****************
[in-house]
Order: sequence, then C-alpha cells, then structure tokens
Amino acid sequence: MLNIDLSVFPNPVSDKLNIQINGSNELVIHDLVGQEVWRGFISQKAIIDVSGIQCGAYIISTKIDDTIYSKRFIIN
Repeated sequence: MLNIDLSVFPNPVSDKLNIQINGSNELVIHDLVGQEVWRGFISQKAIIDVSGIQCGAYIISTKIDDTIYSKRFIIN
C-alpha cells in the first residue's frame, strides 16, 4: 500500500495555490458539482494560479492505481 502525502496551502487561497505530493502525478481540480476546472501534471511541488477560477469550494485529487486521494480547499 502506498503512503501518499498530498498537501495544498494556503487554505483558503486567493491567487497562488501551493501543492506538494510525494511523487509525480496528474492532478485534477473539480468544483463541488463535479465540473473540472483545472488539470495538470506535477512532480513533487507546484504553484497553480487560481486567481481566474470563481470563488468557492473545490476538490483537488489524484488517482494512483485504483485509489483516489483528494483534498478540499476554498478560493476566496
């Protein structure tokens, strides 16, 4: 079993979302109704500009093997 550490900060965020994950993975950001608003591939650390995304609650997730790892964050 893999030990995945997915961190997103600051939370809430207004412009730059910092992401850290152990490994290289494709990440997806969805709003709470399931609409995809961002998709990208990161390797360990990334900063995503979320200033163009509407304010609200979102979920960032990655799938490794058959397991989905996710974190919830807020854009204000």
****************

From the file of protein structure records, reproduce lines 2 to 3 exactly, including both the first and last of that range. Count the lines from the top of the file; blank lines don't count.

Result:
Order: sequence, then C-alpha cells, then structure tokens
Amino acid sequence: MLNIDLSVFPNPVSDKLNIQINGSNELVIHDLVGQEVWRGFISQKAIIDVSGIQCGAYIISTKIDDTIYSKRFIIN